Black Nightshade ( Solanum nigrum )
Arabs use the bruised leaves as an application to burns and ulcers, skin diseases and scrofulous affections. In Dalmatian Croatia, the root was used for rabese, and is fried in butter and eaten to promote sleep. In Germany, the blossoming plant is hung over the cradle of infants to act as an hypnotic.
Uses & Benefits of Black Nightshade*
- The juice of black nightshade is sometimes used to treat fever and alleviate pain.
- Its fruit is used as a cosmetic; as rubbing its seeds on the cheeks helps remove freckles. Children extensively eat the mature fruit. It has been used for diabetes as well.
- In Northern India, the boiled extracts of its leaves and fruits are used to alleviate the discomfort caused by liver-related ailments, even in jaundice.
- The leaves of black nightshade plant strongly promote perspiration, when ingested in small amounts. They work to purge the bowels the next day.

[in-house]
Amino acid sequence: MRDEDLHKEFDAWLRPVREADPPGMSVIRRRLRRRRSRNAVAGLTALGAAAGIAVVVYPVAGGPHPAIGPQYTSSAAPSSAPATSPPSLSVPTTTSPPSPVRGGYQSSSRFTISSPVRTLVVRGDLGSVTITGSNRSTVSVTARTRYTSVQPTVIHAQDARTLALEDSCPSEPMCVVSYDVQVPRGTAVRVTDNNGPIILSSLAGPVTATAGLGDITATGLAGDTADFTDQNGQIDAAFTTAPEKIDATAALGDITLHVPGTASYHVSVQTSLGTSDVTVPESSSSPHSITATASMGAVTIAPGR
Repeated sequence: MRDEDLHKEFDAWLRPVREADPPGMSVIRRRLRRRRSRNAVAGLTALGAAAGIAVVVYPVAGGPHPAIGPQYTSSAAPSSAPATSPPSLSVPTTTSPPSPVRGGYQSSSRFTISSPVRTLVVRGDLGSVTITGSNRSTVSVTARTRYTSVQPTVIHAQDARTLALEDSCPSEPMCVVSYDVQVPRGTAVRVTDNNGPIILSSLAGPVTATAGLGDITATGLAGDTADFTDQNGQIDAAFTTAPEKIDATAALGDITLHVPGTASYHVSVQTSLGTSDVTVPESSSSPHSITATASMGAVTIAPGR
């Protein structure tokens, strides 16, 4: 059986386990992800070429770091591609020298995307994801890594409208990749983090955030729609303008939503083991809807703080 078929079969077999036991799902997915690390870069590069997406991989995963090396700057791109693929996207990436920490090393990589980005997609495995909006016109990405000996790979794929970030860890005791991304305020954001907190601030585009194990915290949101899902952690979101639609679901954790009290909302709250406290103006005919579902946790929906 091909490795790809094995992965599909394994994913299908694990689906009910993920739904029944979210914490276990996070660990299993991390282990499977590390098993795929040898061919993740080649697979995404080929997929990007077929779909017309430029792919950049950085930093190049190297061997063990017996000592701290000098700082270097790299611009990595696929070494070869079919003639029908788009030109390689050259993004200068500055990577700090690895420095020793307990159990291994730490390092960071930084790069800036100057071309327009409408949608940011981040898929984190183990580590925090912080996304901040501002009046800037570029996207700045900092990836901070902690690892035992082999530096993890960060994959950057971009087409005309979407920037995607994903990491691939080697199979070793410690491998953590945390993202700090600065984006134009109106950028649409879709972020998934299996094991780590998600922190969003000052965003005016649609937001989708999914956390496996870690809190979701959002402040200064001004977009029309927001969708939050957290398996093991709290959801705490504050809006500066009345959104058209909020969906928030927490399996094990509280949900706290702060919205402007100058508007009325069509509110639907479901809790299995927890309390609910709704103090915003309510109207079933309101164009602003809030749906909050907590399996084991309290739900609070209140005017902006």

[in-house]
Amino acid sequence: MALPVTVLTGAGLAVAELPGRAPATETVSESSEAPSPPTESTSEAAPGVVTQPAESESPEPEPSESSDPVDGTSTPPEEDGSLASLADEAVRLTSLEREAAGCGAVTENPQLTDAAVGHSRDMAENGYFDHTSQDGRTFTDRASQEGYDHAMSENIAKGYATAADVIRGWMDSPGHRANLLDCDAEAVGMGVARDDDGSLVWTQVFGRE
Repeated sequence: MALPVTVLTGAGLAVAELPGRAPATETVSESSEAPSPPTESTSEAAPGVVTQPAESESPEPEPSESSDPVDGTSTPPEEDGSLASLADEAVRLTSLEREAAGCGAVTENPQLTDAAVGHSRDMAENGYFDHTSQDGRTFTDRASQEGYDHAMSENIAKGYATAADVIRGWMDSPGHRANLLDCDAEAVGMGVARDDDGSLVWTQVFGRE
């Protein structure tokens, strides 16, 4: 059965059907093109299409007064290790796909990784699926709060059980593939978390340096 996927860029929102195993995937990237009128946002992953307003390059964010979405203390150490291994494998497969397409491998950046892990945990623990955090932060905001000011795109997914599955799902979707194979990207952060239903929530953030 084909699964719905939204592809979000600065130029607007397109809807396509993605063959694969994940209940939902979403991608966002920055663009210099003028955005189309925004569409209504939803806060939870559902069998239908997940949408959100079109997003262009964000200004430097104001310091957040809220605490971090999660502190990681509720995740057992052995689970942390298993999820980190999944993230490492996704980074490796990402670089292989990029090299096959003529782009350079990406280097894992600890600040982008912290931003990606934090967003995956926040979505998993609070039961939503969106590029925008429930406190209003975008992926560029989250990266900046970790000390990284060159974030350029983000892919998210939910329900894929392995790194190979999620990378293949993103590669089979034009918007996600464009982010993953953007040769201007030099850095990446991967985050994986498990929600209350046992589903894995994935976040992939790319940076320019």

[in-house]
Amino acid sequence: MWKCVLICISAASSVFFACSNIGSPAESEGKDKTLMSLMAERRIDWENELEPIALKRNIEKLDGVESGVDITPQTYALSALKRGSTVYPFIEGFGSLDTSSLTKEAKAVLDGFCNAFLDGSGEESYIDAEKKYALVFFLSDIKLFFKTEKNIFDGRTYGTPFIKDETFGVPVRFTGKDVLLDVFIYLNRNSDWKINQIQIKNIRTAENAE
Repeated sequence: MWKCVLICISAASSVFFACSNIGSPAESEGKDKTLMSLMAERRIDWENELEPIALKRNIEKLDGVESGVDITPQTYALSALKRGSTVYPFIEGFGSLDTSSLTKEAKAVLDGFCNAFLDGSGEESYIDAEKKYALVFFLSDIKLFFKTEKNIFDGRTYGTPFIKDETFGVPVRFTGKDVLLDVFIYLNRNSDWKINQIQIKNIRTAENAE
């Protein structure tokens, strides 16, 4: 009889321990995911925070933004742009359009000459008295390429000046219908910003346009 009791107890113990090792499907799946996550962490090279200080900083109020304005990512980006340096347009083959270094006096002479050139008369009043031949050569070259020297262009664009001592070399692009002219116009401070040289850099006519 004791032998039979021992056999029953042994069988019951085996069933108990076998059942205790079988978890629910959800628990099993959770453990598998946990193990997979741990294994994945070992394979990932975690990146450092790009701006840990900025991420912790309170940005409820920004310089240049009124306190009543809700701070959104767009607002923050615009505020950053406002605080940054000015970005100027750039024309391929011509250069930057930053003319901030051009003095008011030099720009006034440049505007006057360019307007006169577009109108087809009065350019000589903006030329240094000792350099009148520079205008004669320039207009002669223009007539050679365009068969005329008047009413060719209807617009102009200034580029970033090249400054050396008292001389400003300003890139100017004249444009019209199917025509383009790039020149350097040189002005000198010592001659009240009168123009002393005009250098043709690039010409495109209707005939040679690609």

- The juice of the herb or an ointment prepared from it is externally applied to cure certain skin problems and tumors.
- A decoction of the stalk, leaves, and roots of black nightshade is beneficial for wounds.
- Its berries are poisonous, but boiling them is believed to destroy the toxic substances and make them safe to be used for preserves, jams, and pies.
- An infusion of the plant is used as an enema in infants suffering from abdominal upsets.
- Freshly prepared extract of the plant is effective in treating cirrhosis of the liver and also works as an antidote to poisoning by opium.
Other Names: Garden Nightshade, Houndsberry, Kakamachi, Kakmachi, Long Kui, Makoi, Morelle Noire, Petty Morel, Poisonberry, Solanum nigrum.
One seed pack is approximately 100 seeds in each pack.
* *These statements have not been evaluated by the Food and Drug Administration. This product is not intended to diagnose, treat, cure or prevent any disease.